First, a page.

Posted: Wednesday, May 15, 2013 10:29 am
By Krista Goerte
“Cleanup of the historical Pride Cemetery, at 31st Street S.E. and Abbott Street, is set 8:30 a.m. on Saturday.
District 6 Paris City Councilwoman Cleonne Drake has organized the cleanup effort of the cemetery, which has graves dating back to at least 1843.
"Pride Cemetery is all but extinct, and remains on the minds of only a few," Drake said. "However, it is in the city limits of Paris."
Drake said research has led her to believe there were at one time 39 identified graves [note: 47 graves have been identified by Genealogists Betsy Mills and Ron Brothers] in the cemetery and according to records, is supposed to have a Union soldier buried in it.
"This cemetery has been neglected and time has obscured it," Drake said. "Many do not even know it exists."
The cemetery was brought to the attention of Drake by Lamar County Sheriff Scott Cass, and a committee was formed. It consisted of Drake, District 2 councilwoman Sue Lancaster, Paris Fire Chief Larry Wright, Cass, City Manager John Godwin, Finance Director Gene Anderson, descendants of Louisa A. Cass - J. B. and Doris Bankhead - and Lamar County Adult Probation Community Service Program Director Jimmy Don Nicholson.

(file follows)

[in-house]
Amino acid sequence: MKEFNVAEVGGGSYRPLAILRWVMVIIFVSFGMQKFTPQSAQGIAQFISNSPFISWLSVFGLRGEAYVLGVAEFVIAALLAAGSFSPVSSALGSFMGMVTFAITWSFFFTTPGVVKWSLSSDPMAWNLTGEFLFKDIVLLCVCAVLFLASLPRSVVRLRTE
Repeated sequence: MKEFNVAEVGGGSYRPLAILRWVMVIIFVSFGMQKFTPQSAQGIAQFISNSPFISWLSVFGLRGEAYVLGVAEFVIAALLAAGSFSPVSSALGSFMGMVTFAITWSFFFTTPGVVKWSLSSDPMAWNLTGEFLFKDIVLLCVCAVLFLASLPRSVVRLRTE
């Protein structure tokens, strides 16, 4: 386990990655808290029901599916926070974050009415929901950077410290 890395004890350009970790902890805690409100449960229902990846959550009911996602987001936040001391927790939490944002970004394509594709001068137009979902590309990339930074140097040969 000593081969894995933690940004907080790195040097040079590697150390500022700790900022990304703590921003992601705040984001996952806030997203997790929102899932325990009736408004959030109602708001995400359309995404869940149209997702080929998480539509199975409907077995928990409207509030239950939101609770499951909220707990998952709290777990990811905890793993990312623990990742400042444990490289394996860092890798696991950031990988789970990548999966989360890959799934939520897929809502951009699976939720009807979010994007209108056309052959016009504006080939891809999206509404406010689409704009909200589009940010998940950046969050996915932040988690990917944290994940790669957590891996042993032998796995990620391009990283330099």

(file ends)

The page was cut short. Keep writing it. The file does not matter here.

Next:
"We are going to do everything we can to not disturb the neighbors who surround the cemetery and in the immediate area," Drake said. "There will be heavy equipment and power tools used, but we will not be blocking driveways or streets."
Drake has either contacted neighbors in the area or left information about the cleanup on doors.
With questions or concerns, contact Drake or Wright.”